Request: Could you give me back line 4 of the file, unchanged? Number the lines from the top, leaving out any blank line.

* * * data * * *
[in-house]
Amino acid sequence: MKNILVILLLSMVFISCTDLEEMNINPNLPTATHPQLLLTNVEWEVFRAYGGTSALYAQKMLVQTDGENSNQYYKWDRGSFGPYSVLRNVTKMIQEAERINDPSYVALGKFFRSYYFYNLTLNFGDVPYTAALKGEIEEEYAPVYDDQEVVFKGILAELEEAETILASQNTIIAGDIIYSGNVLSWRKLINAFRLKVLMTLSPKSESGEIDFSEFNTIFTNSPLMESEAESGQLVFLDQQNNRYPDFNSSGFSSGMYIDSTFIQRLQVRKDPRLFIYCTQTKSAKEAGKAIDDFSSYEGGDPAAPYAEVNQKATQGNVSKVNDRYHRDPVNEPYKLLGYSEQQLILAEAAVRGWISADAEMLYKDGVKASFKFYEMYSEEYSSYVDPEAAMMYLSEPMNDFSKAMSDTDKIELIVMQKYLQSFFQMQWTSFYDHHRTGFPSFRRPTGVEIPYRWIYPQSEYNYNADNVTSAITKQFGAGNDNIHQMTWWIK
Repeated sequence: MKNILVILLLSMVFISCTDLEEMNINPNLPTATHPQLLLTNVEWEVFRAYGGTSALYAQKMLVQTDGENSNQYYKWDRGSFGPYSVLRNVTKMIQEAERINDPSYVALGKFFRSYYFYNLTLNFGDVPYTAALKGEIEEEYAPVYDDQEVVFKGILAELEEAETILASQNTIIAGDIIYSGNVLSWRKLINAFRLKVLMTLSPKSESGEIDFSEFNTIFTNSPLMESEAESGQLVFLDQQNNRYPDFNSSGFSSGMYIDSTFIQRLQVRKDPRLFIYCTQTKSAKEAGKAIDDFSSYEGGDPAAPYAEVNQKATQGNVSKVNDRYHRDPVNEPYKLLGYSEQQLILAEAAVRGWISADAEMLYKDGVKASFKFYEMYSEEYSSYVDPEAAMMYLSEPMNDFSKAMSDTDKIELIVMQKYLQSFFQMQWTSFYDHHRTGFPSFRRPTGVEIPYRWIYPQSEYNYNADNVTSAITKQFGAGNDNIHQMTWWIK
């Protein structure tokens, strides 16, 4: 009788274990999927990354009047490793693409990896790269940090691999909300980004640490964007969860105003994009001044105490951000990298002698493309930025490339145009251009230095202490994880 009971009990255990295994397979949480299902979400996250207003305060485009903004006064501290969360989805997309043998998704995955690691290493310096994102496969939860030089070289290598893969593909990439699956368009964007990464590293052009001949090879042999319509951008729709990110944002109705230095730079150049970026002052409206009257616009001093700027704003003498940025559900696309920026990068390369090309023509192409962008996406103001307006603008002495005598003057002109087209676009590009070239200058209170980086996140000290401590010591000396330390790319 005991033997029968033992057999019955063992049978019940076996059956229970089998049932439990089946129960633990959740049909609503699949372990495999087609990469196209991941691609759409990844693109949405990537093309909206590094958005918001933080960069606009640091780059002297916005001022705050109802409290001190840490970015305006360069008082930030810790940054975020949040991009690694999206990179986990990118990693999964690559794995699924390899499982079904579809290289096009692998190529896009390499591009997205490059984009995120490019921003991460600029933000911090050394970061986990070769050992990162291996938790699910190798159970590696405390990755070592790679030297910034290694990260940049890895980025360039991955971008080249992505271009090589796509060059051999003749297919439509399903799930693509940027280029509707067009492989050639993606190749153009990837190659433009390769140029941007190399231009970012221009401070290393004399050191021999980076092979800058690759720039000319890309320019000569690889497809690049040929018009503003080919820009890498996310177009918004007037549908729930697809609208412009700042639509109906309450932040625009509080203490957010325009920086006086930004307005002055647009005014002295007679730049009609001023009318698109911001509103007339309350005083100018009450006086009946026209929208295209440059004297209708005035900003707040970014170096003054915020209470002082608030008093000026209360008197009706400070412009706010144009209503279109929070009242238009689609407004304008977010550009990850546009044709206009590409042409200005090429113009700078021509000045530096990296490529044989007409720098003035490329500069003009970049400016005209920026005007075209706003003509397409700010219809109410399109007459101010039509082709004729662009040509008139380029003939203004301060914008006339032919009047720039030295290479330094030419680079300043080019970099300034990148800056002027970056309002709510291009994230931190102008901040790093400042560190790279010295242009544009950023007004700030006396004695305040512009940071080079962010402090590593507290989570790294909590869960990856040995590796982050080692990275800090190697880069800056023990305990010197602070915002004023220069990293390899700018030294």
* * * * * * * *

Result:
């Protein structure tokens, strides 16, 4: 009788274990999927990354009047490793693409990896790269940090691999909300980004640490964007969860105003994009001044105490951000990298002698493309930025490339145009251009230095202490994880 009971009990255990295994397979949480299902979400996250207003305060485009903004006064501290969360989805997309043998998704995955690691290493310096994102496969939860030089070289290598893969593909990439699956368009964007990464590293052009001949090879042999319509951008729709990110944002109705230095730079150049970026002052409206009257616009001093700027704003003498940025559900696309920026990068390369090309023509192409962008996406103001307006603008002495005598003057002109087209676009590009070239200058209170980086996140000290401590010591000396330390790319 005991033997029968033992057999019955063992049978019940076996059956229970089998049932439990089946129960633990959740049909609503699949372990495999087609990469196209991941691609759409990844693109949405990537093309909206590094958005918001933080960069606009640091780059002297916005001022705050109802409290001190840490970015305006360069008082930030810790940054975020949040991009690694999206990179986990990118990693999964690559794995699924390899499982079904579809290289096009692998190529896009390499591009997205490059984009995120490019921003991460600029933000911090050394970061986990070769050992990162291996938790699910190798159970590696405390990755070592790679030297910034290694990260940049890895980025360039991955971008080249992505271009090589796509060059051999003749297919439509399903799930693509940027280029509707067009492989050639993606190749153009990837190659433009390769140029941007190399231009970012221009401070290393004399050191021999980076092979800058690759720039000319890309320019000569690889497809690049040929018009503003080919820009890498996310177009918004007037549908729930697809609208412009700042639509109906309450932040625009509080203490957010325009920086006086930004307005002055647009005014002295007679730049009609001023009318698109911001509103007339309350005083100018009450006086009946026209929208295209440059004297209708005035900003707040970014170096003054915020209470002082608030008093000026209360008197009706400070412009706010144009209503279109929070009242238009689609407004304008977010550009990850546009044709206009590409042409200005090429113009700078021509000045530096990296490529044989007409720098003035490329500069003009970049400016005209920026005007075209706003003509397409700010219809109410399109007459101010039509082709004729662009040509008139380029003939203004301060914008006339032919009047720039030295290479330094030419680079300043080019970099300034990148800056002027970056309002709510291009994230931190102008901040790093400042560190790279010295242009544009950023007004700030006396004695305040512009940071080079962010402090590593507290989570790294909590869960990856040995590796982050080692990275800090190697880069800056023990305990010197602070915002004023220069990293390899700018030294």